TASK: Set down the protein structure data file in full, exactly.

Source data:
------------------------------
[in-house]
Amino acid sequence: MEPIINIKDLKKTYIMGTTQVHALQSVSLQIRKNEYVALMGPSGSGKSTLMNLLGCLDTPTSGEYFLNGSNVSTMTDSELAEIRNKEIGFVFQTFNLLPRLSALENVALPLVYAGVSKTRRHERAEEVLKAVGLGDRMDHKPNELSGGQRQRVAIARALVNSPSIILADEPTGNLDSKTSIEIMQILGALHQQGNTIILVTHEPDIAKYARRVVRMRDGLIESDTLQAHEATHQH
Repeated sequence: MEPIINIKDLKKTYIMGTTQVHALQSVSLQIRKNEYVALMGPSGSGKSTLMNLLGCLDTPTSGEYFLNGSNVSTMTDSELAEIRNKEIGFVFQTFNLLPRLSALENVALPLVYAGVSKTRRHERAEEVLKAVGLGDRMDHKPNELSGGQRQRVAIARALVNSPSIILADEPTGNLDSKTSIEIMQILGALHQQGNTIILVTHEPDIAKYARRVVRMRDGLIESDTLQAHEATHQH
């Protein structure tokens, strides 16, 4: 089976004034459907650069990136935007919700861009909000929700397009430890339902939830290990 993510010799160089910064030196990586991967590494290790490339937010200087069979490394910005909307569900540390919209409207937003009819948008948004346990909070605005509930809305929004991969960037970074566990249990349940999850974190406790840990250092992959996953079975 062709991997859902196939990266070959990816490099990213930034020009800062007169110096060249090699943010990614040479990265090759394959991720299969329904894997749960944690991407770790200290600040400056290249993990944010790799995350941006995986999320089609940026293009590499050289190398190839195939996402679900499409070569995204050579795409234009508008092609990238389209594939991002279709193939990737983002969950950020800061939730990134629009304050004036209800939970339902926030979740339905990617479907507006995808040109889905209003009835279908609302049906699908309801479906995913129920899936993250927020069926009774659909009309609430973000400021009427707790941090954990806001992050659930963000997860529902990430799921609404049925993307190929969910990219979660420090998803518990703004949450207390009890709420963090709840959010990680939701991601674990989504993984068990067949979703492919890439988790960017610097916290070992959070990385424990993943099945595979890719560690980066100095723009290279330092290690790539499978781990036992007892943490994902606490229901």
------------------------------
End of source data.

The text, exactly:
[in-house]
Amino acid sequence: MEPIINIKDLKKTYIMGTTQVHALQSVSLQIRKNEYVALMGPSGSGKSTLMNLLGCLDTPTSGEYFLNGSNVSTMTDSELAEIRNKEIGFVFQTFNLLPRLSALENVALPLVYAGVSKTRRHERAEEVLKAVGLGDRMDHKPNELSGGQRQRVAIARALVNSPSIILADEPTGNLDSKTSIEIMQILGALHQQGNTIILVTHEPDIAKYARRVVRMRDGLIESDTLQAHEATHQH
Repeated sequence: MEPIINIKDLKKTYIMGTTQVHALQSVSLQIRKNEYVALMGPSGSGKSTLMNLLGCLDTPTSGEYFLNGSNVSTMTDSELAEIRNKEIGFVFQTFNLLPRLSALENVALPLVYAGVSKTRRHERAEEVLKAVGLGDRMDHKPNELSGGQRQRVAIARALVNSPSIILADEPTGNLDSKTSIEIMQILGALHQQGNTIILVTHEPDIAKYARRVVRMRDGLIESDTLQAHEATHQH
């Protein structure tokens, strides 16, 4: 089976004034459907650069990136935007919700861009909000929700397009430890339902939830290990 993510010799160089910064030196990586991967590494290790490339937010200087069979490394910005909307569900540390919209409207937003009819948008948004346990909070605005509930809305929004991969960037970074566990249990349940999850974190406790840990250092992959996953079975 062709991997859902196939990266070959990816490099990213930034020009800062007169110096060249090699943010990614040479990265090759394959991720299969329904894997749960944690991407770790200290600040400056290249993990944010790799995350941006995986999320089609940026293009590499050289190398190839195939996402679900499409070569995204050579795409234009508008092609990238389209594939991002279709193939990737983002969950950020800061939730990134629009304050004036209800939970339902926030979740339905990617479907507006995808040109889905209003009835279908609302049906699908309801479906995913129920899936993250927020069926009774659909009309609430973000400021009427707790941090954990806001992050659930963000997860529902990430799921609404049925993307190929969910990219979660420090998803518990703004949450207390009890709420963090709840959010990680939701991601674990989504993984068990067949979703492919890439988790960017610097916290070992959070990385424990993943099945595979890719560690980066100095723009290279330092290690790539499978781990036992007892943490994902606490229901």